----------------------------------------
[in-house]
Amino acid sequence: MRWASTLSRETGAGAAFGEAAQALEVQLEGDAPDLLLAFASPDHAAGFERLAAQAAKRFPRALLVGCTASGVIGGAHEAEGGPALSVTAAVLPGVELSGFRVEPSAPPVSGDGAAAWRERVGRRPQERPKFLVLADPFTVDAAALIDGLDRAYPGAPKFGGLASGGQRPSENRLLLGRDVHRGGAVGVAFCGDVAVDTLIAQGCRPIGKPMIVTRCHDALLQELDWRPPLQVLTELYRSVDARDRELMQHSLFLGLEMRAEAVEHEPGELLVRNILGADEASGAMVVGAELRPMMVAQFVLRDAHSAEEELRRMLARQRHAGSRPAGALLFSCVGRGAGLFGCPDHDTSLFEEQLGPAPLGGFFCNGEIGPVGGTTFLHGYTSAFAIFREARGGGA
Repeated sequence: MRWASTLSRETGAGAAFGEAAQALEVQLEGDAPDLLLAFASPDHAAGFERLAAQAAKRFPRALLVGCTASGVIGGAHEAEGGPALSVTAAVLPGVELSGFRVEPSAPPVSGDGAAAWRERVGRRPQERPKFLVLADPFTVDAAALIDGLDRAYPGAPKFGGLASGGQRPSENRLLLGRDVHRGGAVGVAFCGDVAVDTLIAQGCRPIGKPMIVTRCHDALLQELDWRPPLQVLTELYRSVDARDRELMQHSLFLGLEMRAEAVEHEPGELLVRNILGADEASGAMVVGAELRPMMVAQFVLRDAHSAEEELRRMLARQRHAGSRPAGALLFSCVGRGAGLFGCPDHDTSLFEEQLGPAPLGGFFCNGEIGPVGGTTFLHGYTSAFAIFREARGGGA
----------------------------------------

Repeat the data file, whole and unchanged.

[in-house]
Amino acid sequence: MRWASTLSRETGAGAAFGEAAQALEVQLEGDAPDLLLAFASPDHAAGFERLAAQAAKRFPRALLVGCTASGVIGGAHEAEGGPALSVTAAVLPGVELSGFRVEPSAPPVSGDGAAAWRERVGRRPQERPKFLVLADPFTVDAAALIDGLDRAYPGAPKFGGLASGGQRPSENRLLLGRDVHRGGAVGVAFCGDVAVDTLIAQGCRPIGKPMIVTRCHDALLQELDWRPPLQVLTELYRSVDARDRELMQHSLFLGLEMRAEAVEHEPGELLVRNILGADEASGAMVVGAELRPMMVAQFVLRDAHSAEEELRRMLARQRHAGSRPAGALLFSCVGRGAGLFGCPDHDTSLFEEQLGPAPLGGFFCNGEIGPVGGTTFLHGYTSAFAIFREARGGGA
Repeated sequence: MRWASTLSRETGAGAAFGEAAQALEVQLEGDAPDLLLAFASPDHAAGFERLAAQAAKRFPRALLVGCTASGVIGGAHEAEGGPALSVTAAVLPGVELSGFRVEPSAPPVSGDGAAAWRERVGRRPQERPKFLVLADPFTVDAAALIDGLDRAYPGAPKFGGLASGGQRPSENRLLLGRDVHRGGAVGVAFCGDVAVDTLIAQGCRPIGKPMIVTRCHDALLQELDWRPPLQVLTELYRSVDARDRELMQHSLFLGLEMRAEAVEHEPGELLVRNILGADEASGAMVVGAELRPMMVAQFVLRDAHSAEEELRRMLARQRHAGSRPAGALLFSCVGRGAGLFGCPDHDTSLFEEQLGPAPLGGFFCNGEIGPVGGTTFLHGYTSAFAIFREARGGGA